How well do we know the taste of our own medicine?
I mean this literally: think of a medication you once received, and try to recall what sensations it evoked. Did the taste tell you anything about its origin and materiality? Did the medication come from an animal, plant, or mineral? Was it yanked from the backyard and then handcrafted, or machine-manufactured through chemical synthesis?
The way we encounter our pharmaceuticals shapes not only our understanding of medicine but also our interpretation of health conditions. Exploring the gendering of psychopharmaceuticals, anthropologist Nathan Greenslit (2005) delved into a curious case where one chemical compound assumed two different social identities. Fluoxetine hydrochloride takes the form of white-and-green capsules when marketed as the gender-neutral antidepressant Prozac. However, when manufactured as Sarafem, a treatment promoted for premenstrual dysphoric disorder (PMDD), it instead comes in capsules of pink and lavender, an allegedly more feminine color scheme. Be it depression or PMDD, the lived experience that fluoxetine hydrochloride aims to interrupt and the gender of the bodies it acts upon are both transformed once its material properties—in this case, color and label—change.
The meaning-making practices surrounding pharmaceutical materials offer a similarly productive point of departure for exploring the interplay of gender and medicine in historical contexts. A prime example concerns the representation of the herbaceous peony (in Japanese, shakuyaku), or Paeonia lactiflora, in Japanese medicine. Dazzling its beholders with magnificent flowers, the herbaceous peony has long captured the East Asian cultural imagination. As is less often remarked, however, the plant has also carved out a place in medical literature, including works of honzōgaku, the systematized study of materia medica. In his monograph The Knowledge of Nature and the Nature of Knowledge in Early Modern Japan (2015), the historian Federico Marcon investigates the rise and decline of honzōgaku from the late sixteenth to the mid-nineteenth century. At times compared to natural history in European contexts, honzōgaku drew heavily on the traditions of Chinese pharmacology and the nature encyclopedia. Its representative publications demonstrate a characteristic commitment to naming, classifying, and conceptualizing natural species, especially those of medical value. In the remaining paragraphs, I will discuss three depictions of the herbaceous peony, taken from honzōgaku texts of the early eighteenth, mid-nineteenth, early twentieth centuries respectively, in order to probe the plant’s perceived nature as a pharmaceutical material.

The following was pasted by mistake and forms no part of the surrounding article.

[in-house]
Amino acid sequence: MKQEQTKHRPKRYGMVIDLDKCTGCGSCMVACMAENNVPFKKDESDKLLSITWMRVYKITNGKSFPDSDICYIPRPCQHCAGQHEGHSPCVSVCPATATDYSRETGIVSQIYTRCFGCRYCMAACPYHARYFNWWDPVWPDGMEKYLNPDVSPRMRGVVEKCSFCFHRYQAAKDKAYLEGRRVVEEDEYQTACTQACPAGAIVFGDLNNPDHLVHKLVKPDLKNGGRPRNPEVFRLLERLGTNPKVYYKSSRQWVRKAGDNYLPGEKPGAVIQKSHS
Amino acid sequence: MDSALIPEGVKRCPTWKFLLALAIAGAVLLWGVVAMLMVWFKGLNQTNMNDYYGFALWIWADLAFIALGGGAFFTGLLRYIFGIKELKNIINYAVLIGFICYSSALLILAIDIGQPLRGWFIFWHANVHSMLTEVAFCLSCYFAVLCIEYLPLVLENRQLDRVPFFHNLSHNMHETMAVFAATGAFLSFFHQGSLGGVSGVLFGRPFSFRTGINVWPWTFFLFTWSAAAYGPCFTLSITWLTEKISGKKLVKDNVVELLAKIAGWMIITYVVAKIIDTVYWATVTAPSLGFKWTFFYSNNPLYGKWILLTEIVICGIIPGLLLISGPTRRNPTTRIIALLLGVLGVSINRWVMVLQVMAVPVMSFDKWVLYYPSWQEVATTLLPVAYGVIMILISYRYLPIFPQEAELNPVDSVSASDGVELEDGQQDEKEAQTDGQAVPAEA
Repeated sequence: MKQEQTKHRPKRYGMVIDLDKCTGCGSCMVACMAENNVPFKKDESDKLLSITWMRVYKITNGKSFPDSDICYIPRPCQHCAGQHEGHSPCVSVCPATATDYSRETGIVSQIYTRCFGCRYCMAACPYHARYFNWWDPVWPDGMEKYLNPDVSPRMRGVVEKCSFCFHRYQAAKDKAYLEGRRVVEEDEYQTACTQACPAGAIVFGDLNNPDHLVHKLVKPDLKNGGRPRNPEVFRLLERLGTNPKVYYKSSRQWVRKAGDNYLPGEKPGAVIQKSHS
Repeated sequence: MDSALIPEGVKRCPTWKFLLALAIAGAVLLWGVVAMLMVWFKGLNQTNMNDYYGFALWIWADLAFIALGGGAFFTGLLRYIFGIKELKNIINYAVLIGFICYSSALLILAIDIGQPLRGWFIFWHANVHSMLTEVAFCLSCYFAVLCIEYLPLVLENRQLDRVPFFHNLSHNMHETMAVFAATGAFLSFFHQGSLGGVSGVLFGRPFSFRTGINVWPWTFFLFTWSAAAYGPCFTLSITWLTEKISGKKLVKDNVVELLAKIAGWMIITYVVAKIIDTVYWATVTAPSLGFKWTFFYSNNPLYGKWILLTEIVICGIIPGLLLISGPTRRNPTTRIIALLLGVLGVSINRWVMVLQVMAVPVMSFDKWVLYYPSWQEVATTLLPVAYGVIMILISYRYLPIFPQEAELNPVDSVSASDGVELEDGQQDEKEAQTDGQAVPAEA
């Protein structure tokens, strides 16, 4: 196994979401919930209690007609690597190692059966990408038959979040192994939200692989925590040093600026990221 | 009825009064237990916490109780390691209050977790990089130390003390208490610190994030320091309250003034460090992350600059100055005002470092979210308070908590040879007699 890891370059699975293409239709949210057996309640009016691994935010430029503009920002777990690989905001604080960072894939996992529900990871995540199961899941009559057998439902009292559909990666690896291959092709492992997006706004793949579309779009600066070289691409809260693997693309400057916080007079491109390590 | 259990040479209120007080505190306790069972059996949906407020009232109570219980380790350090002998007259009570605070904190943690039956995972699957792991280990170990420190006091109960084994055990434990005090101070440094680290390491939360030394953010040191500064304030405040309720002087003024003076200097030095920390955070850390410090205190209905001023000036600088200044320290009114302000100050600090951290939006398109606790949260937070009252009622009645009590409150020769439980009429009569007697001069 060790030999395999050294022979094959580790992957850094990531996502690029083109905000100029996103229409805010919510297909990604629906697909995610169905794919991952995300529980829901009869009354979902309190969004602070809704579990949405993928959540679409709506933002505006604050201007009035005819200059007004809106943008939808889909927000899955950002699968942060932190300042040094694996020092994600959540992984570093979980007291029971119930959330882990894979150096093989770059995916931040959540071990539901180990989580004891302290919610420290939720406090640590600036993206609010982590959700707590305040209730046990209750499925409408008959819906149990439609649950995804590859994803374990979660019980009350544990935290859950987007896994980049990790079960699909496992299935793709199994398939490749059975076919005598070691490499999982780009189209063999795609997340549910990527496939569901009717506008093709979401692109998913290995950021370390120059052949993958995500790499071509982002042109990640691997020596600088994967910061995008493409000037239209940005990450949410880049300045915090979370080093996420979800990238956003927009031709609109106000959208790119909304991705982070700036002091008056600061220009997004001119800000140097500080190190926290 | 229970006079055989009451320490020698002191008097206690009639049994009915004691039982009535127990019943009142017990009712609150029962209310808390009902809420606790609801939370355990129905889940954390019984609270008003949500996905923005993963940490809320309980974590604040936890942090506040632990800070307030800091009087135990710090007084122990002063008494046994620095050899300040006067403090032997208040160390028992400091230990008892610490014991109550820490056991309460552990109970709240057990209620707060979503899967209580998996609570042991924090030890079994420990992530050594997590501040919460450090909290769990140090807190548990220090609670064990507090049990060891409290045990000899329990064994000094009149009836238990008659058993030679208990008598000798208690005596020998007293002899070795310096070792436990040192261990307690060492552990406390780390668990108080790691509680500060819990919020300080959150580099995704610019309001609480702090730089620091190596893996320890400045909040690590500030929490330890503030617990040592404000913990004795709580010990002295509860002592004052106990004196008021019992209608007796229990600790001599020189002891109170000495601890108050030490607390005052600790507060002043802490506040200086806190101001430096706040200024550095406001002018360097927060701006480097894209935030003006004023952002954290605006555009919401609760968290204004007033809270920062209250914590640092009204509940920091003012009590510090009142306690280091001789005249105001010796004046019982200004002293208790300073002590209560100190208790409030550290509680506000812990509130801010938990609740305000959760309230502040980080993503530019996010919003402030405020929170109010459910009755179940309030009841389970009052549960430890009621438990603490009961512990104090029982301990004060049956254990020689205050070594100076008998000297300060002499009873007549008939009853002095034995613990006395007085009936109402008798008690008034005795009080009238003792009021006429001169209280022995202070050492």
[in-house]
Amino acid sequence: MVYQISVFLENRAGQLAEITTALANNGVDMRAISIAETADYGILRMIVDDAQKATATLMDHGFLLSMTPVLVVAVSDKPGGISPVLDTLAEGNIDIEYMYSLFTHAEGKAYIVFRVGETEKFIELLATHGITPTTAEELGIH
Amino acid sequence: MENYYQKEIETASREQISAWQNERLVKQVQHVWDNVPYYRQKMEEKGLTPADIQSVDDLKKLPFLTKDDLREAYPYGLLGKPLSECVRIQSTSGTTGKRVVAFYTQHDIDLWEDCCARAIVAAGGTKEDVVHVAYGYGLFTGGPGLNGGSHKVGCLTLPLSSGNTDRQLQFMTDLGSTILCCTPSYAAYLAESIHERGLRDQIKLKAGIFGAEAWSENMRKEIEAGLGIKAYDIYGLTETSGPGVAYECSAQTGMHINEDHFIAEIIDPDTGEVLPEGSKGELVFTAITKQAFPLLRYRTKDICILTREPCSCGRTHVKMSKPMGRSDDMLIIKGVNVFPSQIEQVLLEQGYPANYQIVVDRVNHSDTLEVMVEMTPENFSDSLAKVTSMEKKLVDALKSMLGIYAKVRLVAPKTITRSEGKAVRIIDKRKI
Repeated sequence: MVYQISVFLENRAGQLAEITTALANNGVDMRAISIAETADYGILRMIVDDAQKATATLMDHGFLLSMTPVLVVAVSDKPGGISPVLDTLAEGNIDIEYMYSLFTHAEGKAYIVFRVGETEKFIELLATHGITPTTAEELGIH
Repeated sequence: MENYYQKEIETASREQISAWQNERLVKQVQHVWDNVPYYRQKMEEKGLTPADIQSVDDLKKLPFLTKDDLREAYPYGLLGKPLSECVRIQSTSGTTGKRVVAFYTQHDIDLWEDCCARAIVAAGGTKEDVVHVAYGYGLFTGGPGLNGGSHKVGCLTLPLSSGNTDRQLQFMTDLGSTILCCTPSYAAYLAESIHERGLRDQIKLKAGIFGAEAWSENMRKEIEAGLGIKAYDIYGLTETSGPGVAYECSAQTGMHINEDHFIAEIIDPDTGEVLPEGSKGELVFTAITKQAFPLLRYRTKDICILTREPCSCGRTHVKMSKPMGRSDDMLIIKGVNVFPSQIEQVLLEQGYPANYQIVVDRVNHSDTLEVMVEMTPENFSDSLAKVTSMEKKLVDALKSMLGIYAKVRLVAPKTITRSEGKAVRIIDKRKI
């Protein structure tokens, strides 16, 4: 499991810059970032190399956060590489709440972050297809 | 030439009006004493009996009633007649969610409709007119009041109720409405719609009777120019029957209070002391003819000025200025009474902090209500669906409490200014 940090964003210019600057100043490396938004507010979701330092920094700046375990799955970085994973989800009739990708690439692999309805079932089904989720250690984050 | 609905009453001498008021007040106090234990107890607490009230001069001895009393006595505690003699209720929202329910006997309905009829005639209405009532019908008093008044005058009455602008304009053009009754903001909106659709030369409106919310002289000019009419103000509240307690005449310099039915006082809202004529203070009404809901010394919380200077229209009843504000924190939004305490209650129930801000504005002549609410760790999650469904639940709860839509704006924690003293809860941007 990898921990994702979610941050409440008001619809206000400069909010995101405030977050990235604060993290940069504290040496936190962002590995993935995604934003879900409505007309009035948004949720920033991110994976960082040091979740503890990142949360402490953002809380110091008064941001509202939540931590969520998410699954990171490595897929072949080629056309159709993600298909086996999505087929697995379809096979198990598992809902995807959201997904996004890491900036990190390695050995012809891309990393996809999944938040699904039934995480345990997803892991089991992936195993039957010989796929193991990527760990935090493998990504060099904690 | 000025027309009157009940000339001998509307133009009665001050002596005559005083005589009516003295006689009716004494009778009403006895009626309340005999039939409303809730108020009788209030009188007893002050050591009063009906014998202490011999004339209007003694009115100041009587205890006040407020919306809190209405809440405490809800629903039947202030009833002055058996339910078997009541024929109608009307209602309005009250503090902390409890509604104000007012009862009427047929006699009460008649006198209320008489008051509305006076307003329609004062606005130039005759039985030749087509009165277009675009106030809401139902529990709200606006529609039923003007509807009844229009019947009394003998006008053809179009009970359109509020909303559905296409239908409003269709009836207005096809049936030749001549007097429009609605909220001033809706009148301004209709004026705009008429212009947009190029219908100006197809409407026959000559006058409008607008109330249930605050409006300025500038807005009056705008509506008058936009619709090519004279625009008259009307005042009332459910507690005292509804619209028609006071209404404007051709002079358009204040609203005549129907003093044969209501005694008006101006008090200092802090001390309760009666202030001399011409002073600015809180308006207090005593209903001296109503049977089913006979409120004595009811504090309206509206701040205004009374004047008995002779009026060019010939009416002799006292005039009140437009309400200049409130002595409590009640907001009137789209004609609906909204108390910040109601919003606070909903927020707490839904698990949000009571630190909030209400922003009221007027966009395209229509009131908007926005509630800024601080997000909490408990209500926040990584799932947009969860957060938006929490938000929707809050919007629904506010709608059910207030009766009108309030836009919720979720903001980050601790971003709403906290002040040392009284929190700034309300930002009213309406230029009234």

The herbaceous peony of Yamato honzō (1709)
Compiled by the Confucian scholar Kaibara Ekiken (1630–1714) and initially published in 1709, Yamato honzō (Materia medica of Japan) provides our first example. Although the sixteen-volume honzōgaku work was credited as the first Japanese encyclopedia of nature, its author Ekiken did not just classify biological organisms. He ranked them using political metaphors, contextualized them within Chinese literary traditions, and established an explicit contrast between the natural and the worldly even within plants themselves.
The [herbaceous peony’s] flower is second only to the tree peony. It is therefore called the Grand Chancellor of Flowers (kashō) [whereas the tree peony represents the Prince of Flowers (kaō)]. The poem “Zhen Wei” in the “Odes of Zheng” from the Book of Odes describes the herbaceous peony. That is why Wang Yuanzhi, in the preface to his poems on the herbaceous peony, remarked that its name is the most ancient among all flowers. In medicine, one should use the red and the white herbaceous peonies that grow naturally (shizen ni) in the mountains and only bear red or white flowers. Do not use the ones planted in common (sezoku) gardens intended for viewing. (2)